Food & Drink

Local connections: New Pi chef enjoys working with farmers

Kitchen Window | Meet the people behind your food and drink

Craig Trembath adds bananas to the bin for Co-op Explorers at New Pioneer's Co-op Café inside the Coralville Public Library in Coralville on Thursday, Feb. 22, 2018. Co-op Explorers, which is for kids 12 and under, receive a free banana when they present their Co-op Explorers card at a location. (Stephen Mally/The Gazette)
Craig Trembath adds bananas to the bin for Co-op Explorers at New Pioneer's Co-op Café inside the Coralville Public Library in Coralville on Thursday, Feb. 22, 2018. Co-op Explorers, which is for kids 12 and under, receive a free banana when they present their Co-op Explorers card at a location. (Stephen Mally/The Gazette)
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Who: Deli lead Craig Trembath, 35, of Cedar Rapids

Where: New Pioneer Co-op, 1101 Second St., Coralville

Q: What you do?

A: I’m the deli lead, the meat and seafood lead, the Co-op Cafe lead and the catering liaison or lead. I’m in charge of all things prepared food, all things meat and seafood, I manage our new team at the Co-op cafe in the Coralville Public Library, and I coordinate catering for the entire organization. I’m based at the Coralville store.

Q: How do you balance all of that?

A: I just trying to be as organized as possible and try to delegate tasks out to build some future leaders within the organization. I try to surround myself with some great people.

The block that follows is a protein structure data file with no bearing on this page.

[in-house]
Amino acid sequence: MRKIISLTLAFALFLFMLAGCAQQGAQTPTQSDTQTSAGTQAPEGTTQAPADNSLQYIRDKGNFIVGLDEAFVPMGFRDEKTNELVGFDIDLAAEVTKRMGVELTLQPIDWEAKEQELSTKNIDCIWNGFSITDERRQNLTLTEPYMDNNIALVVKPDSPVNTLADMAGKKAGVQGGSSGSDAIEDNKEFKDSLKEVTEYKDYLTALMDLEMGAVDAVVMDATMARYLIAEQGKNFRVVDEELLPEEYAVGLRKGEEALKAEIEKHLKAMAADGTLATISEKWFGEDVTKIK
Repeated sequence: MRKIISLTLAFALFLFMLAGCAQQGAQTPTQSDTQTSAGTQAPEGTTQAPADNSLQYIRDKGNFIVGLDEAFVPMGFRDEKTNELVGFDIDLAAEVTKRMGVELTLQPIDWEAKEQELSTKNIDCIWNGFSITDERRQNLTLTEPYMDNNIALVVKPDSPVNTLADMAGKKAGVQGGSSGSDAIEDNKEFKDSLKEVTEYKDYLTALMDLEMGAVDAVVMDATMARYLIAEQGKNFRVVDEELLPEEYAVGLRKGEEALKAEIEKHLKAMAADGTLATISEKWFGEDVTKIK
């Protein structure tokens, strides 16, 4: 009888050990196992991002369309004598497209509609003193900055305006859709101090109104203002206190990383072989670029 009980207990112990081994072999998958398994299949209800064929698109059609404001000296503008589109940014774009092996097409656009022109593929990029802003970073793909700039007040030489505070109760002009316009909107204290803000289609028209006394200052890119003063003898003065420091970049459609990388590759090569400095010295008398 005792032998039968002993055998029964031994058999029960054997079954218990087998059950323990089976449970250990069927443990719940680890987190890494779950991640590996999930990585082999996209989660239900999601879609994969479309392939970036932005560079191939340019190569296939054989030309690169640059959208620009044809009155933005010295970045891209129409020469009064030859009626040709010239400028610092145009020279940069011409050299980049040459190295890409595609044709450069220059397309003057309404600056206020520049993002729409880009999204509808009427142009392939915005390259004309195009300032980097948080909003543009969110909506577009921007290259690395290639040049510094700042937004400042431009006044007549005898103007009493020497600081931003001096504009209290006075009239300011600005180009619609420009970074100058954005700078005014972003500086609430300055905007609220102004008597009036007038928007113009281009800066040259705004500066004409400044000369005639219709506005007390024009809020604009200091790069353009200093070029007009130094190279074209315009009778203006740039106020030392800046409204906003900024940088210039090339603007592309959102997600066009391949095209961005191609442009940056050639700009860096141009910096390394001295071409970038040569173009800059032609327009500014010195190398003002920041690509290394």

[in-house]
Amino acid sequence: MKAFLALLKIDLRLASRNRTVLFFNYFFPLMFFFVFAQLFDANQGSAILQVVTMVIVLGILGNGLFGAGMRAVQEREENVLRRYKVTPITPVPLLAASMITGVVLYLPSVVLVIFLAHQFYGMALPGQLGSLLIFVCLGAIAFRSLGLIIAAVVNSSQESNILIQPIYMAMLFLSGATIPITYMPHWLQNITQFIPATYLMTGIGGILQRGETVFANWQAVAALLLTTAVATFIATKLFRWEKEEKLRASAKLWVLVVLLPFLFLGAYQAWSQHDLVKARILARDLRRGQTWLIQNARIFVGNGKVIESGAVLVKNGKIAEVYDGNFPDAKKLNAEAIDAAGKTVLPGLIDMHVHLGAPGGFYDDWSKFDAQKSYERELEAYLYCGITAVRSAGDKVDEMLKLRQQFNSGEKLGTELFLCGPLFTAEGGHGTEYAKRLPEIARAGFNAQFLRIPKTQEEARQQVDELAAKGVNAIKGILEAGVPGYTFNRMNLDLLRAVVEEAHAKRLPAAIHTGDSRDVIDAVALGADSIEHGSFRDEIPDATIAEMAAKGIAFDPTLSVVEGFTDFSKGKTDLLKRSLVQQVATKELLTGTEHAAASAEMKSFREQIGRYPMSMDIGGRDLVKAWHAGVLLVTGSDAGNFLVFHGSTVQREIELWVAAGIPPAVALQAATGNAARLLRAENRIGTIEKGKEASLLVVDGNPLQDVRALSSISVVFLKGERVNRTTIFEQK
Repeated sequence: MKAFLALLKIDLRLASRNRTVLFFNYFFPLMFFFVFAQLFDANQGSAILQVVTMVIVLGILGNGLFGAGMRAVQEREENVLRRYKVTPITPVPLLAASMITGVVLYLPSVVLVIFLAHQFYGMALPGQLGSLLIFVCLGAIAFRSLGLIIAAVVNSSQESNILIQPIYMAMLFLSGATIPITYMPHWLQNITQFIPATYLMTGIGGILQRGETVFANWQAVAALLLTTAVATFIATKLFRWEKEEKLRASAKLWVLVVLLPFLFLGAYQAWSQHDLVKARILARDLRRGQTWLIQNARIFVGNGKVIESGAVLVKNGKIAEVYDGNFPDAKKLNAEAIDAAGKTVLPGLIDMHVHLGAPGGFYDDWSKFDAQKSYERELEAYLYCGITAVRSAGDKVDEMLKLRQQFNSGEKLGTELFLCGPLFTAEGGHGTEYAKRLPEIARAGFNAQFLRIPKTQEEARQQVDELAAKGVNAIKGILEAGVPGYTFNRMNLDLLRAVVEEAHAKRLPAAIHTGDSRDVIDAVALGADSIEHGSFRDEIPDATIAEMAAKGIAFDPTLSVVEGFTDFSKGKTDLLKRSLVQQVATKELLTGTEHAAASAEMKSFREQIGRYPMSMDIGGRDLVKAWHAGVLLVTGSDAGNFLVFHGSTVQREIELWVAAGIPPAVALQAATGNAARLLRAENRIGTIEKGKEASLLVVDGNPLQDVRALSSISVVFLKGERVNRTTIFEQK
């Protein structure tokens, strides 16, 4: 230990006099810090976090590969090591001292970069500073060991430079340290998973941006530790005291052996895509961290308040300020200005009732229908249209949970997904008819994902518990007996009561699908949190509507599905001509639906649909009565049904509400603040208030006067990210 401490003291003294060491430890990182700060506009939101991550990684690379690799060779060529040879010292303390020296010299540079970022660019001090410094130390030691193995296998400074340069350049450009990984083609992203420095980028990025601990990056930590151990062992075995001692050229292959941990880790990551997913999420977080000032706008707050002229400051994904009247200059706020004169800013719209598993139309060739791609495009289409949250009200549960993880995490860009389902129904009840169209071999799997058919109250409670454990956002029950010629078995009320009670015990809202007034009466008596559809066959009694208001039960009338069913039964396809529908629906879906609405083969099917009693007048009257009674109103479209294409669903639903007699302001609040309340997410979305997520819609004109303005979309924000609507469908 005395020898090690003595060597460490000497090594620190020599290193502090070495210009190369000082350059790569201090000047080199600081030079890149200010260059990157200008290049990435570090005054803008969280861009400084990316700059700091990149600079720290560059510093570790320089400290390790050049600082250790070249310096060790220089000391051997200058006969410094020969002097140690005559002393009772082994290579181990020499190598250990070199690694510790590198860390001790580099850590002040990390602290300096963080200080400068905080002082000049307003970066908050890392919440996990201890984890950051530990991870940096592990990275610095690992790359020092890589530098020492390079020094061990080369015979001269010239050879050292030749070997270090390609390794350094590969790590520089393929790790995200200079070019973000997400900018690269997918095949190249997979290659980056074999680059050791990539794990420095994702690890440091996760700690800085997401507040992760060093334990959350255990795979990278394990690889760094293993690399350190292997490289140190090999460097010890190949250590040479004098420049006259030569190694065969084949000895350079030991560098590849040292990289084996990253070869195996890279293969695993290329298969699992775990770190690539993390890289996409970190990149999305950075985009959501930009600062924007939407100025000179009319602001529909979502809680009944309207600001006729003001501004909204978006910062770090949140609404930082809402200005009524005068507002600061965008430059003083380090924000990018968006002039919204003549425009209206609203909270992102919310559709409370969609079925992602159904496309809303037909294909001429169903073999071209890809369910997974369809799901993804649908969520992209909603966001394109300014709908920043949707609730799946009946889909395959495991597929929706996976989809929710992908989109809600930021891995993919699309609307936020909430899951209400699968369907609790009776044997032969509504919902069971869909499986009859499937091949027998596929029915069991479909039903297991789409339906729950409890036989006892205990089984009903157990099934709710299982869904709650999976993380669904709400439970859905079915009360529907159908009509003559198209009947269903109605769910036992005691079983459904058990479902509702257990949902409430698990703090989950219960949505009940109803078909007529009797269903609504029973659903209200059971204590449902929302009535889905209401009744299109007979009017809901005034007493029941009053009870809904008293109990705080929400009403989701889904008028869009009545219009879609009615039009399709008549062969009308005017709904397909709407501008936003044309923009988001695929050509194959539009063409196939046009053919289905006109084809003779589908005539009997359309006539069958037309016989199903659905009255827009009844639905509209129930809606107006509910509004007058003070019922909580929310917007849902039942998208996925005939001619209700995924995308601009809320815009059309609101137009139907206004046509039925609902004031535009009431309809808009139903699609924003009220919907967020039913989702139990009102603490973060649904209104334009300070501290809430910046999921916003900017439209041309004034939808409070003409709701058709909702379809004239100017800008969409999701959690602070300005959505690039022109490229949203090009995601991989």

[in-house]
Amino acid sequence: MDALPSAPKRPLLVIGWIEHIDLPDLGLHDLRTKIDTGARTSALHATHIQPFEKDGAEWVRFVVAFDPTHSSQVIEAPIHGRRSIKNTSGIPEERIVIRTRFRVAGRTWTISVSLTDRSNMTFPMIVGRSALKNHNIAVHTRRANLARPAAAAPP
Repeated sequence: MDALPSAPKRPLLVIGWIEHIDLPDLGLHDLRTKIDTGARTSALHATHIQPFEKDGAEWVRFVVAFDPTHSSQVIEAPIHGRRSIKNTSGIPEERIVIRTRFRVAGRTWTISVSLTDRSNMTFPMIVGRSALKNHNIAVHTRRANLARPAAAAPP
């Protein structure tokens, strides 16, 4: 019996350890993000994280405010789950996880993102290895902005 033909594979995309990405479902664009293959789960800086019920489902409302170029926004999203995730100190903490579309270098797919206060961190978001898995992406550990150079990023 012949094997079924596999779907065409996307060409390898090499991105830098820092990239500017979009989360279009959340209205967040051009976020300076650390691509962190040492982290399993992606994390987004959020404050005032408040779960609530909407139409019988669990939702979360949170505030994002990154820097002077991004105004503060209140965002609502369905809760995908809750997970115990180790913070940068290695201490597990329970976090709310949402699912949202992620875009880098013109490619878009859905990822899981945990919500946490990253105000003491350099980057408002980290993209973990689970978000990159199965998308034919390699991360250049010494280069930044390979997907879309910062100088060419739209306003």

Q: Are you doing anything different for this new Co-op Cafe concept?

A: If you’re used to shopping at New Pioneer, it will be very similar. We’re offering sandwiches, vegan, vegetarian and gluten-free options. We have all the different coffee drinks, made from scratch pastries every morning and smoothies or to-go beverages ... We have a full espresso menu, lattes, cappuccinos, macchiatos, all the Os.

Q: How did you get into this field?

A: I got into the food industry about 15 years ago, and about 10 of those have been spent in the grocery industry. I was a struggling college student, and I got a job at a brewery flipping burgers, and I kind of just fell in love with it. It kind of challenged me mentally and physically, and it was very rewarding work, and I met some amazing people along the way.

Then in 2009 I got a job with Whole Foods in Milwaukee. I kind of traveled the Midwest working for different stores, and doing off-site catering for them and their global team around the country. It totally rejuvenated my love of food and my love of travel and love of meeting new people and being out of my element. About a year and half ago my wife and I moved back to Iowa, where she’s from, to be a little closer to family ... That brought me to New Pioneer.

Q: What are challenges of the job?

A: My biggest challenges, and these are all positive challenges, are just working with a variety of different people. I feel like I’m the kind of guy who can get along with everybody. And it’s always a high stress environment, so being able to deal with the stress is the mental part. Trying to remember everything and organize and prioritize; that’s kind of the life of a food industry lead or a chef.

Q: What do you enjoy about it?